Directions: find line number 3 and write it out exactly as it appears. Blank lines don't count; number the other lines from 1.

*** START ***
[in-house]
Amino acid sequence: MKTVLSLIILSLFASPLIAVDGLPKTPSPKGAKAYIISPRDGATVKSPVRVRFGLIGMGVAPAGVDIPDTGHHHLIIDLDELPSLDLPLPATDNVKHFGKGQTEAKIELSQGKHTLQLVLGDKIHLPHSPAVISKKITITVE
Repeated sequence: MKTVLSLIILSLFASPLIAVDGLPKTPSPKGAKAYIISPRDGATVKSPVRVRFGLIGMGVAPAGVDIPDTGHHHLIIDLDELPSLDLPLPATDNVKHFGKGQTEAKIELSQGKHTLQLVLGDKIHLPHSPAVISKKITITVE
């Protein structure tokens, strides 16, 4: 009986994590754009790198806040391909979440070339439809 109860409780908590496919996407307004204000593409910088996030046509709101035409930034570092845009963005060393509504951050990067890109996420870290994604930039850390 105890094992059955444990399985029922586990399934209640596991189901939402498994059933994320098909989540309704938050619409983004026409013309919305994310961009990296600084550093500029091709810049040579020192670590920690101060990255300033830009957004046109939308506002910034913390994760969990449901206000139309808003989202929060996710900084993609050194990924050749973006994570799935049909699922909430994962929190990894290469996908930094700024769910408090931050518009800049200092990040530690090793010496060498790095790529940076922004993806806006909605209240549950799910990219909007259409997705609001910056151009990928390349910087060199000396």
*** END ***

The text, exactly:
Repeated sequence: MKTVLSLIILSLFASPLIAVDGLPKTPSPKGAKAYIISPRDGATVKSPVRVRFGLIGMGVAPAGVDIPDTGHHHLIIDLDELPSLDLPLPATDNVKHFGKGQTEAKIELSQGKHTLQLVLGDKIHLPHSPAVISKKITITVE